While I do not wish to exonerate Andersen for its part in the Enron debacle, George Pitcher (MW February 7) cannot be allowed to paint Lord Wakeham as whiter than white in the affair.
As far as I understand, Wakeham has not, as Pitcher states, resigned as chairman of the Press Complaints Commission. He has merely “stepped aside”, still drawing his salary and presumably retaining the option to return to his position. Moreover, to claim that Wakeham was without blame in the appointment of Andersen to audit Enron’s accounts stretches plausibility. It has recently been highlighted that Andersen was blacklisted from Government business by the Conservative administration – of which Wakeham was a part – for its role in the De Lorean scandal of the early Eighties.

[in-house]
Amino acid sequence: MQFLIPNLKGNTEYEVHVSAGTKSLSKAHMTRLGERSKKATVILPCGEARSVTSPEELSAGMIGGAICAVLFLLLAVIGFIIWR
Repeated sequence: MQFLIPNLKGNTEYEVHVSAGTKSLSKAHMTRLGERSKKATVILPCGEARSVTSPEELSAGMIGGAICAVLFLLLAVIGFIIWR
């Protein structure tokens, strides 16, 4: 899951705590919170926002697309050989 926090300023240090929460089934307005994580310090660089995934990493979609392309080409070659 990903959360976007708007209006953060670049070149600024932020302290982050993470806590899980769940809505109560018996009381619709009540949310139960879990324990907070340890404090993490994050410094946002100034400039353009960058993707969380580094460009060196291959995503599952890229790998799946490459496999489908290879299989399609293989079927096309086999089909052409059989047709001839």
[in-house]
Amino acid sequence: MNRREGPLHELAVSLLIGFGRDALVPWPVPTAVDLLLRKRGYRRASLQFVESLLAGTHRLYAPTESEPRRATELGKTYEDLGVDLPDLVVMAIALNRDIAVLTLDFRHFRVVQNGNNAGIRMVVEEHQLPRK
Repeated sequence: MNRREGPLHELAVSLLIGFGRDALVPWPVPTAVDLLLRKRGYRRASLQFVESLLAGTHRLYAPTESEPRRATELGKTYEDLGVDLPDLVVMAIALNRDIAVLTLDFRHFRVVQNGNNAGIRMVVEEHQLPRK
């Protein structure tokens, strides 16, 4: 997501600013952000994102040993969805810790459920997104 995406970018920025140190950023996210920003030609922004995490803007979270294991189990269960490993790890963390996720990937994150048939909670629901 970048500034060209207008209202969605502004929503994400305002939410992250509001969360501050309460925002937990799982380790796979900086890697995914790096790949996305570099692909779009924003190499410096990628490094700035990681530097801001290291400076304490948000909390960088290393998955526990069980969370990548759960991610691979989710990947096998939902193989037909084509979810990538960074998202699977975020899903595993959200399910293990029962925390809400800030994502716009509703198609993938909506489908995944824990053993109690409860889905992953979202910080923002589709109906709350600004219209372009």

Putting his knowledge of Andersen together with his training as an accountant, presumably Wakeham could have worked out that all was not well at Enron.
Questions need to be asked, therefore, as to whether, as a member of the Audit Committee of Enron (whose duties include the appointment of auditors), he used his knowledge and training to question the appointment of the auditor and why, if he was over-ruled, he did not resign his position. Doubtless, the inquiry into the affair will prove that Enron and the auditors are blameless and that Wakeham is indeed an honourable man, as indeed they are all honourable men. And the whole episode will serve to underline the fact that on signing off the accounts, the most important word in the phrase “a true and fair view” is “a”.